4.Based on these stories, why do you think writers might use symbolism in their work?

Writing to compare Symbolism and Allegory
Write an essay in which you compare the use of symbolism in “The Scarlet Ibis” and “The Golden Kite, the Silver Wind.” Use these questions to help you get started:
What message or lesson does the authoe of each story express?
How do both authors use use symbols to develop message?
If the symbols were omitted, would the message change? Explain.

Ray Bradbury
Born in Waukegan, Illinois, Ray Bradbury grew up in Arizona & California. he has been writing for more than sixty years & has published more than 500 stories. his work has earned him many honours, including the World Fantasy Award for lifetime achievement & the Grand Master Award for the Science Fiction Writers of America.

Writing to Entertain
Bradbury is best knowsn for his workd=s of fantasy 7 science fiction. “I write for fun<” Bradbury has said. ‘i don’t see myself as a philospher. That’s awfully boring….My goal is to entertain myself & others.”

Setting
Although it is not specific, the setting is inferred upon somewhere in China before technology. The setting in this story pertains to social condition more than a specific location or time. The social condition is very similar to the cold war; two groups of people constantly trying to do better than the other.
 
Characters
The characters are…
The Mandarin
The Mandarin of Kwan-Si
The first Mandarins daughter
The Messenger
 
Ray Bradbury Growing Up
He enjoyed a relatively idyllic childhood. He became a writer when he was twelve or thirteen. As a child he loved magicians. He loved to read adventure, fantasy, and fiction. He, along with his family, moved to Los Angeles in 1934. As Bradbury aged he experienced lifeuring the Cold War. Of course, this isn’t described as idyllic but, it was a recollection worth writing about.
Ray Bradbury’s inspiration for writing ‘The Golden Kite, the Silver Wind’ was anger with how his life changed during the Cold War. Bradbury wrote most of his story symbolizing the cold war and the anger he had built up from living through such social conditions.
Allegory
Allegory is when the symbolism/theme takes on a higher meaning. The allegory theme is based off the Cold War. In ‘The Golden Kite, the Silver Wind’ the allegory is expressed in the building of the walls. Each wall built essentially is created to best the other Mandarin’s wall, much like how the Cold War was fought.
The Mandarin ordered his people to build their wall in the shape of a club.
Third Wall
After Kwan-Si saw the wall, his people in turn rebuilt their wall into a bonfire.
The Fourth Wall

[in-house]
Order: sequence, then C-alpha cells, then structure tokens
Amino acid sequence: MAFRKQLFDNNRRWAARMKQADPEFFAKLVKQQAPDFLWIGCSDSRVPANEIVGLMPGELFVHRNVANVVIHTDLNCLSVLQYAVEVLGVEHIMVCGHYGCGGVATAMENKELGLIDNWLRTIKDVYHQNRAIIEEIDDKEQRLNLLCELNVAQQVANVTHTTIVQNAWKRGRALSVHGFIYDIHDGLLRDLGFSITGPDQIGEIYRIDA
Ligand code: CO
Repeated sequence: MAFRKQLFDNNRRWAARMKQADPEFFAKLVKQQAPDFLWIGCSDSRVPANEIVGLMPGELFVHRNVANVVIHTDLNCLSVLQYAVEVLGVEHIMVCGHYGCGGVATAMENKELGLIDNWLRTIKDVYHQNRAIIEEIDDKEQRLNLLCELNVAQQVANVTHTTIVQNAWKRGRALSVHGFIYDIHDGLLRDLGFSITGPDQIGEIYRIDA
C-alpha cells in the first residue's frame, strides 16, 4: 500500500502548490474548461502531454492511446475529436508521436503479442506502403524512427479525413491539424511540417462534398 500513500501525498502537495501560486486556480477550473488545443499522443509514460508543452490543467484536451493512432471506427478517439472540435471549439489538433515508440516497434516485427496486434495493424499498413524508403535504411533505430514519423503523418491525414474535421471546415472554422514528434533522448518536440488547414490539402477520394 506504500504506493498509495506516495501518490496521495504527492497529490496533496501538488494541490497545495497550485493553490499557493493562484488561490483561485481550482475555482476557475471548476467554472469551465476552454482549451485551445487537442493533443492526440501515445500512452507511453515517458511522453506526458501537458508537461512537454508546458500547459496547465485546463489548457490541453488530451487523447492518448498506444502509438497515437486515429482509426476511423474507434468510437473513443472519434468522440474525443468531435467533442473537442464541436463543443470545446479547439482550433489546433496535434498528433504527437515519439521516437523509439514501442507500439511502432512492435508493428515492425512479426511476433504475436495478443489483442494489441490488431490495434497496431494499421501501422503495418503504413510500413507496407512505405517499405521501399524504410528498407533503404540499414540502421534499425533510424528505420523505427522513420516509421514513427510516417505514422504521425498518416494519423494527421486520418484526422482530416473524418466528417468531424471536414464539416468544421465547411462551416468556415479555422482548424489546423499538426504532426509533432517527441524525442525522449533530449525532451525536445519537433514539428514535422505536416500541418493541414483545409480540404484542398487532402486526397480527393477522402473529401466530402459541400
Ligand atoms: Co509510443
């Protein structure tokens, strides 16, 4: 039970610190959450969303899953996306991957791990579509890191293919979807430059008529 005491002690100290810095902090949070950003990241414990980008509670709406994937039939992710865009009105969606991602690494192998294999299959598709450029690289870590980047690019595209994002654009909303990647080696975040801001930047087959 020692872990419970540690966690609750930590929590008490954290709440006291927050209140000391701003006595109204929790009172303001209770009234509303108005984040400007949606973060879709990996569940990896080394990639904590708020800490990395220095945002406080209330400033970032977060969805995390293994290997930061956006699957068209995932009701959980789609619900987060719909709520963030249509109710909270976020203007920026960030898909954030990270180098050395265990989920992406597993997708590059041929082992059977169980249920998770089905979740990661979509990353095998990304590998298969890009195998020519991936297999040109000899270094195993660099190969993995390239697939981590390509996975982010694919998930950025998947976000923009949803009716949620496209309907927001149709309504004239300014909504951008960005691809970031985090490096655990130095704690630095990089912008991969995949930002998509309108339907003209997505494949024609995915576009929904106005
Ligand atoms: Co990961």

The Mandarin had his wall built in the shape of a shining lake.
The Fifth Wall
Mandarin Kwan-Si had his wall built in the shape of a mouth.
Theme
The theme in ‘The Golden Kite, the Silver Wind’ is it is better to have friends than enemies.
The Cold War fought between the United States and the Soviet Union. The cause of the war was America’s fear of communist attack, refusal to share nuclear secrets, USSR’s fear of the atomic bomb, and USSR’s fear dislike of capitalism. During the Cold War, America feared attacks from the USSR although they were merely sitting ducks afraid of retaliation if they attacked. Neither sides of the war ever actually decided to take nuclear action resulting in a thirty year stand-off. Even though neither sides had actually attacked, both sides readied themselves and continuously tried to best each other, much like in our story.
First Wall
Mandarin of Kwan- Si built their wall in the shape of a pig. The other Mandarin had ordered his people to build their wall in the shape of an orange.
Second Wall
Ray Bradbury’s Inspiration
The Sixth Wall
The Mandarin had his wall built like a needle.
The Seventh Wall
Mandarin Kwan-Si had his wall built like a sword.
The Eighth Wall
The Mandarin had his wall built like a sheath.
The Nineth Wall
Mandarin Kwan-Si had his wall built like lightning.
The Other Walls
Kwan-Si had his wall built like and eagle.
The Mandarin built his like a net.
Kwan-Si had his turned into a sun.
The Mandarin had his built as a moon.
The Agreement
The two Mandarin finally came to an agreement to build their walls so they support each other. One would be a Silver Wind and the other would be a Golden Kite. The Silver Wind would carry the Kite in the air and the Kite would make the silver wind look beautiful. They renamed their towns to The Golden Kite, Silver Wind to match the walls built.
Conflict
The story’s conflict involves two towns competing to build the better wall. It is an external conflict.Introduction
The introduction provides the basis for the rest of the story explaining how superstitious the village/town is. The Mandarin receives information from the messenger leaving him frazzled and unsettles. The Mandarin orders his wall to be changed, so in effect Kwan-Si’s wall can no longer be metaphorically destroy the Mandarin’s town.
 
Rising Action
After the Mandarin has ordered his people to rebuild their wall, Kwan-Si changes theirs as well. This sets an on going chain reaction. Each town’s wall is a symbol greater than the last to send a message of being above the other.
Rising Action
Now, the walls have been changed multiple times. The Mandarin’s people have started to become weak from starvation and lack of rest. Their lives had been consumed with rebuilding the wall. Noticing this, the voice behind the curtain; the Mandarin’s daughter; advises to send for Kwan-Si.
Climax
The Mandarin of Kwan-Si comes to the village where both Mandarins have to except the horrible state of their people because of there relentless battle to be the best. The daughter proposes that both towns rebuild their walls just one last time.
Falling Action
Resolution
The conflict is resolved because, the walls work together instead of against each other as a golden kite and the silver wind resulting in the Mandarin’s viilages as well working together.
Plot
The Mandarins agree rebuild their walls one last time.
Point of View
The point of view was third person limited. The author used the Mandarin for narration although, the Mandarin did speak directly to the reader